Gaulke said all the organizations help municipal employees do a better job and improve service. For example, the entities always helped him stay informed about the ever-present changes in regulations, technology and science.

When he started with the city, Pat Petricka was secretary of the utility commission. Utility employees in 1971 included Gaulke, an administrator, a receptionist and a part-time office person. Now the utility employs two dozen people.

The retiring general manager says he learned a lot during his career but singles out the most important: "Success is customer service."


Gaulke said each year he'd talk with customers -- usually industrial and business -- about their utilities. That helped the utility pinpoint needed improvements.

Gaulke said one of the bigger and more notable improvements was establishing the 'north power substation' in 2003, bringing much better service to customers on that end of town. He said an assertive tree-trimming plan also helped River Falls greatly reduce the number of service interruptions.

A computer monitoring system for the water utility senses any changes in the system, enabling operators to determine a reason for the shift. For example, it would show if a change in flow was a problem or something expected like university students returning to school.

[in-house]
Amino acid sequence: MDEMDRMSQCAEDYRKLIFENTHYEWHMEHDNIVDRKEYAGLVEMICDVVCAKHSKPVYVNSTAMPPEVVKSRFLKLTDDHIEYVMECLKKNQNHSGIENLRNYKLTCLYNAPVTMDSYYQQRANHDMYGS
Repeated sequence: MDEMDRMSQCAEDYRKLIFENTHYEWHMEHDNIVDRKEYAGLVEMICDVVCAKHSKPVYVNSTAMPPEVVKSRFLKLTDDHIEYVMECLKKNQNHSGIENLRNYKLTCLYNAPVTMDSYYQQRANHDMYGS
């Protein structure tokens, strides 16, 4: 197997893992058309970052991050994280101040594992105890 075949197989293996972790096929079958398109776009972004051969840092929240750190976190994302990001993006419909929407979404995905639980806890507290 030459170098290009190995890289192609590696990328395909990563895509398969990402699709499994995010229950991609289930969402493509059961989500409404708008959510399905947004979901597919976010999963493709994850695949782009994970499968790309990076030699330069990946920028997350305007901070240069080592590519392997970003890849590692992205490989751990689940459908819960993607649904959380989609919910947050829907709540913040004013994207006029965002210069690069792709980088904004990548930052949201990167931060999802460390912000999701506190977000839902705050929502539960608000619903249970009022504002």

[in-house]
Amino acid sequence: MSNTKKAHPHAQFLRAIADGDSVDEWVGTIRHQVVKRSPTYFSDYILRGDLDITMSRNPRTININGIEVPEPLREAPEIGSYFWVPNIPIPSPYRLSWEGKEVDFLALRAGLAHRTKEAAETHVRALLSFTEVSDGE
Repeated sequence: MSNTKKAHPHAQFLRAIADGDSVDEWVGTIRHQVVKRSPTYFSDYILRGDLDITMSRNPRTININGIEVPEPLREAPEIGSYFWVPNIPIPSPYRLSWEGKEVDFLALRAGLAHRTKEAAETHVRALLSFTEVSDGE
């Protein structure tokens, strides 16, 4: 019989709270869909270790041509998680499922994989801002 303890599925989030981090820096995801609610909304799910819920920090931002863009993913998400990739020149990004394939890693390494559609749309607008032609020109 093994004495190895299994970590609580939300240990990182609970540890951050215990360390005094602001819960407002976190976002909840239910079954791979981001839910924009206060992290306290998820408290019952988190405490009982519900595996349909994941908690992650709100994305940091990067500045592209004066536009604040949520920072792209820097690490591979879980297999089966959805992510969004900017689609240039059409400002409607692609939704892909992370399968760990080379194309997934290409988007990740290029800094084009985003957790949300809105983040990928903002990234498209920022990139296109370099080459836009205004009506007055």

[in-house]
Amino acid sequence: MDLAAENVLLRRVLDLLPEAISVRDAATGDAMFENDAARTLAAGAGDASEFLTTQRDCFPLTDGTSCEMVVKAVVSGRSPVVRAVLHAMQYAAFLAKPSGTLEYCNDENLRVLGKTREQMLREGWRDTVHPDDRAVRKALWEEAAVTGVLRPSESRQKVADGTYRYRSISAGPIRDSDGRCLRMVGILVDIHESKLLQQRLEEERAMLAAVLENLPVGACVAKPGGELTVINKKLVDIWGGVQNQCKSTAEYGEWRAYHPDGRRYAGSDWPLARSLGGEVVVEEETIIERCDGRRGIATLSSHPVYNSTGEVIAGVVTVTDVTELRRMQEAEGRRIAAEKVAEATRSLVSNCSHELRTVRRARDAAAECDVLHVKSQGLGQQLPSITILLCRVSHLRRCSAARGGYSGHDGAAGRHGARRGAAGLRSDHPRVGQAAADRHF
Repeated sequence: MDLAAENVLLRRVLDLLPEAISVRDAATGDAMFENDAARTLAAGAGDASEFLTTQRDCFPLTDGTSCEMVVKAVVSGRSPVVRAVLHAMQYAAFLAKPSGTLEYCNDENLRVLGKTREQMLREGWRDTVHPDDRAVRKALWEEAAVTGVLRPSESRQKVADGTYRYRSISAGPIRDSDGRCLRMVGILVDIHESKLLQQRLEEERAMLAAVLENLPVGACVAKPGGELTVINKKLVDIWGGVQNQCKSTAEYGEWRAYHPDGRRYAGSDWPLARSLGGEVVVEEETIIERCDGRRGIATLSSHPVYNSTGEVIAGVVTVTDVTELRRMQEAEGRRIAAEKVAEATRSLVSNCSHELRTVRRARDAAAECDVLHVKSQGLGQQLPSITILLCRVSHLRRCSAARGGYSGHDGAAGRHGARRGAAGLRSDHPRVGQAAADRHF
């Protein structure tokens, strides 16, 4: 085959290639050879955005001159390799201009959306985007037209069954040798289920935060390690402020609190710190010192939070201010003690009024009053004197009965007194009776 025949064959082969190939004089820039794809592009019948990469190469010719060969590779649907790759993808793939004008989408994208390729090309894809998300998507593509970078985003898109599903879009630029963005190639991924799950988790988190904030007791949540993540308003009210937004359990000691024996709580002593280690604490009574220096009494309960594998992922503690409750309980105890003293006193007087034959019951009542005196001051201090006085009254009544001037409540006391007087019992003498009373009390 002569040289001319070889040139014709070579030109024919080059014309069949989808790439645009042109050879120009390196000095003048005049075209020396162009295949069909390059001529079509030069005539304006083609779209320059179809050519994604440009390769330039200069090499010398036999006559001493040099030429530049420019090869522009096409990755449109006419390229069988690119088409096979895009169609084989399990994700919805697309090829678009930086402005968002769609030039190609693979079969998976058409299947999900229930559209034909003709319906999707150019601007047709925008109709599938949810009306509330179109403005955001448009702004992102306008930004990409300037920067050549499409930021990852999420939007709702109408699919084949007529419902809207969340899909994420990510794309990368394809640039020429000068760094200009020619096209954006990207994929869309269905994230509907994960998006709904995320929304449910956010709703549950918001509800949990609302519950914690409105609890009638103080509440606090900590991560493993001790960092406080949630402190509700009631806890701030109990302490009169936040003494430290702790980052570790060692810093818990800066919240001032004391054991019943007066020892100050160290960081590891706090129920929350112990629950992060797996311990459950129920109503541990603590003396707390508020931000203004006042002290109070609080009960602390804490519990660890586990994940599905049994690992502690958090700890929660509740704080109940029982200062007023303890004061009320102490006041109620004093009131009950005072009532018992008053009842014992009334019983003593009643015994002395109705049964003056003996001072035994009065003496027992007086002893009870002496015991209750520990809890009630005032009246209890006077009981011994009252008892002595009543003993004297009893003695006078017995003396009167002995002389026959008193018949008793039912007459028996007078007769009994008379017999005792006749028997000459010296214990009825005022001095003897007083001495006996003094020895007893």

He remembers the early days of generating bills by sticking a big ledger card with a magnetic strip into a machine. A new system ended the magnetic strip and began monthly, instead of quarterly, billing.

Gaulke admits he's had a few calls in the dead of night but gives on-call credit to the superintendents of each respective utility. They're the first to get the "situation" calls.

He said green energy is discussed much more often and openly than in the past, and concern over things such as mercury have also grown.

Gaulke said after River Falls' population reached 10,000 people, regulations required the addition of chlorine. Later and after complaints about rusty-looking water, the utility began adding phosphates.

He said sewer regulations have totally changed during his years in the business but says news standards have helped make major backups nearly non-existent.

Gaulke acknowledges the importance of high-quality utilities that operate well and reliably.

"That's what the expectation is out there and you have to live up to that," said Gaulke. "Every time somebody turns on the water, it needs to be safe to drink."

Asked what he'll miss most and least about the job, Gaulke said he'll miss the daily interaction with customers and general camaraderie.

He says with a smile, "Basically I'll look forward to no meetings at night."